Add the rapeseed oil to the pan. Add broccoli and a pinch of salt. Sauté for about 6 minutes, when they are bright green and just tender-crisp. Turn off heat and squeeze over some fresh lemon juice.
150ml malt vinegar
150ml Sherry vinegar
150g White sugar
5 g sea salt
2 small tubs of assorted Scottish cherry tomatoes
16 garlic cloves, peeled and sliced in half
2 large sprigs of thyme
4 bay leaf
10 g coriander seeds
10 g black peppercorns
5 star anise
- Prick each tomato in on the bottom with a small sharp knife, and place in a non-reactive container so they are snug, but still have room above for the pickling liquor
- In a pan bring all the rest of the ingredients to the boil and leave to simmer on low heat for 10 minutes
- Taste, adjust the sweetness and sharpness and salt if needed, and pour over the tomatoes whilst very hot
- Cover the tomatoes and leave to cool down and place in fridge for 1 day, they can be kept in the fridge for up to 2 weeks
Place the remoulade in the centre of a plate, with broccoli placed over the top, scatter the pickled tomatoes around and served with crispy toasted bread.
Witch Sole with Lime & Ginger
3 tbsp plain flour
1 tsp chilli powder
6 small Witch sole, scaled, cleaned and trimmed (dark skin removed if you can, otherwise you could slash it in several places with a sharp knife – your fishmonger will do this for you )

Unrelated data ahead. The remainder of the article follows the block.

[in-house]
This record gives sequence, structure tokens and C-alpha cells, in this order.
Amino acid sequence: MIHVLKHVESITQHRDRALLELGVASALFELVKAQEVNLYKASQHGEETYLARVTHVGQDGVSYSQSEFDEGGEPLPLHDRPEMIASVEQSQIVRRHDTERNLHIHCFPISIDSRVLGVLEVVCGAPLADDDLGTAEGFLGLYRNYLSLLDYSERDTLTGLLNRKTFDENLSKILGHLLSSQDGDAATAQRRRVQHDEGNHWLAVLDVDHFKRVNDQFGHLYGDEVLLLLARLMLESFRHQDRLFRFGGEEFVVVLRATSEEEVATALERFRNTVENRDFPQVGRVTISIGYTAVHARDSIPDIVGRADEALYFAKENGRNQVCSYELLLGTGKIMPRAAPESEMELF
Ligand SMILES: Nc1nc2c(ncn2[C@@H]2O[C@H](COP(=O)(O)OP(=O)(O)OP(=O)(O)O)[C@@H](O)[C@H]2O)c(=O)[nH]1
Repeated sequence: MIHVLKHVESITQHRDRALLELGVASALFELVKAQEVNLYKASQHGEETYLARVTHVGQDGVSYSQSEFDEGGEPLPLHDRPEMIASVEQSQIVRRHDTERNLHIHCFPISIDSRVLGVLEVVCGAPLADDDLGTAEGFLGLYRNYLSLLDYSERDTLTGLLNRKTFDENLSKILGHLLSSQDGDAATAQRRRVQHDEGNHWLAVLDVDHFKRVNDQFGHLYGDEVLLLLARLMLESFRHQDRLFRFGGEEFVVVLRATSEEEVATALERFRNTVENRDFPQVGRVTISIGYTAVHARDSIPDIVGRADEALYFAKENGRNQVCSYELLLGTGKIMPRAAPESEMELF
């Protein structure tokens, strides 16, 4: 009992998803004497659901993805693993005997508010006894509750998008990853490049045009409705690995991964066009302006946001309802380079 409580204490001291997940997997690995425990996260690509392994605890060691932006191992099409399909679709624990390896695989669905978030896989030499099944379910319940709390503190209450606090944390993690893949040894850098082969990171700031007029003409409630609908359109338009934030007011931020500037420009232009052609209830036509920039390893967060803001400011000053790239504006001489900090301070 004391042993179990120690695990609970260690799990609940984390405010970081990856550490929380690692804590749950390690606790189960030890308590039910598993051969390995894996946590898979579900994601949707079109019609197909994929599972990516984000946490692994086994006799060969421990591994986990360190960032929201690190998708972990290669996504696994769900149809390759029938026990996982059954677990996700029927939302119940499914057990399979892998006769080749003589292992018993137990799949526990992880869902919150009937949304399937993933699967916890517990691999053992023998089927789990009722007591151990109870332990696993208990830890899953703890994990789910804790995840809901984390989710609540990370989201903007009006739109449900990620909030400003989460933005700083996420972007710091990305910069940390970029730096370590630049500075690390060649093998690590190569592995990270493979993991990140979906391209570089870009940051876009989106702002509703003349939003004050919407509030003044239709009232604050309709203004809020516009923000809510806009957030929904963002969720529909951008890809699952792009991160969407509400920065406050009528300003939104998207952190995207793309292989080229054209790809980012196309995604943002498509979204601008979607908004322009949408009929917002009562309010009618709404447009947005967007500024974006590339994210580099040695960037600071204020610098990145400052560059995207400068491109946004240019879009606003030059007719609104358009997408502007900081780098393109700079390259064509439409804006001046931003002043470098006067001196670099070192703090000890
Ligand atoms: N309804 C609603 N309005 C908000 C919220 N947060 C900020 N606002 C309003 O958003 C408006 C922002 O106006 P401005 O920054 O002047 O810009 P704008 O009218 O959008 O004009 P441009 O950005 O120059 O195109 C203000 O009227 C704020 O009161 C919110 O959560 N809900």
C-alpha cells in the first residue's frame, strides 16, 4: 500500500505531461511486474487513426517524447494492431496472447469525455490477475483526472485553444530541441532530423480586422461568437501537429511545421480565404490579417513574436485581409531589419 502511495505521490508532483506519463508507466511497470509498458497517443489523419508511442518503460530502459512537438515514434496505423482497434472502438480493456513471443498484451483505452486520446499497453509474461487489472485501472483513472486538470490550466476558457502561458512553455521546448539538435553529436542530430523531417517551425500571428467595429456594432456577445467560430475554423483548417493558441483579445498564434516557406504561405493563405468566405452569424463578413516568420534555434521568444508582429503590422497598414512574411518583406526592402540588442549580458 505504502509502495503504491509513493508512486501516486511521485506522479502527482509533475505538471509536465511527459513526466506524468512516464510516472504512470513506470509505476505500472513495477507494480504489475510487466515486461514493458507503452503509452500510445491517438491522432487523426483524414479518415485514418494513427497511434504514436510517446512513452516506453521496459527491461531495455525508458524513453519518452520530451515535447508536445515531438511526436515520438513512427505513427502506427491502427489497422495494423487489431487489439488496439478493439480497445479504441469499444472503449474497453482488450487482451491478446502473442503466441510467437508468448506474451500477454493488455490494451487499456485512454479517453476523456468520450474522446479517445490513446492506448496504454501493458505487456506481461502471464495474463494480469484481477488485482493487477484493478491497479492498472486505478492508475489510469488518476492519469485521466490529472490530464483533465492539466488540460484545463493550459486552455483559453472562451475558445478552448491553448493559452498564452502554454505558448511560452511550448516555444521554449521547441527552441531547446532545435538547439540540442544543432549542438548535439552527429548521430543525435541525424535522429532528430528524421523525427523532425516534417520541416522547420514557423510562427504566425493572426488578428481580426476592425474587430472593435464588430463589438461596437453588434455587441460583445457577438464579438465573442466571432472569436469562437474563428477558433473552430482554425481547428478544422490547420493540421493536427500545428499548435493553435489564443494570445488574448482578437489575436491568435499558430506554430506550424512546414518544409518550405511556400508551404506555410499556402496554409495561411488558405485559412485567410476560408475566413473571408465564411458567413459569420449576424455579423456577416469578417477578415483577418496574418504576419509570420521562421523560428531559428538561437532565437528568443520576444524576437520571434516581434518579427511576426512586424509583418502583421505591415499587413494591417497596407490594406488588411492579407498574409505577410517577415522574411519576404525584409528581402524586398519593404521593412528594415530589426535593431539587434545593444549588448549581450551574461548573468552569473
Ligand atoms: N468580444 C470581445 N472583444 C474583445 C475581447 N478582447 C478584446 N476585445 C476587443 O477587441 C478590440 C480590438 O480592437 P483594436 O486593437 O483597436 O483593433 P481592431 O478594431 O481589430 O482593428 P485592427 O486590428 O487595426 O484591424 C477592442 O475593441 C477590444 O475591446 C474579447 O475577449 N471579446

1½ tbsp rapeseed oil
salt and freshly ground black pepper
140 g unsalted Scottish butter
50 g chopped fresh root ginger
3 tbsp lime juice
30 g fresh pomegranate seeds
50 g chopped fresh coriander
To prepare the fish, heat the oven to 200°C/400°F/gas 6.
Mix together the flour, chilli powder and some salt and pepper, and dust the fish in it, then shake off any excess. Heat a large, non-stick, ovenproof frying pan over medium-high heat; use two frying pans if the fish are too large to fit in a single pan. (If you have no ovenproof pans, then preheat a lightly oiled baking sheet.) Add the oil and heat it until it hazes. Add the sole (skin-side down if you’ve part-skinned them) and fry, without moving them, for 3–4 minutes until they form a golden crust.
Turn over and transfer the frying pan to the top of the hot oven (or transfer the fish to the warmed baking sheet and place in the oven), and cook for a further 8–10 minutes until cooked through and the flesh is opaque.
For the sauce
melt the butter in a frying pan over medium heat, and let it bubble for 2–3 minutes until it turns a nut-brown colour.
Reduce the heat to low, add the ginger, lime juice, pomegranate seeds and chopped coriander and warm it through; don’t overheat it or it will separate. Season to taste.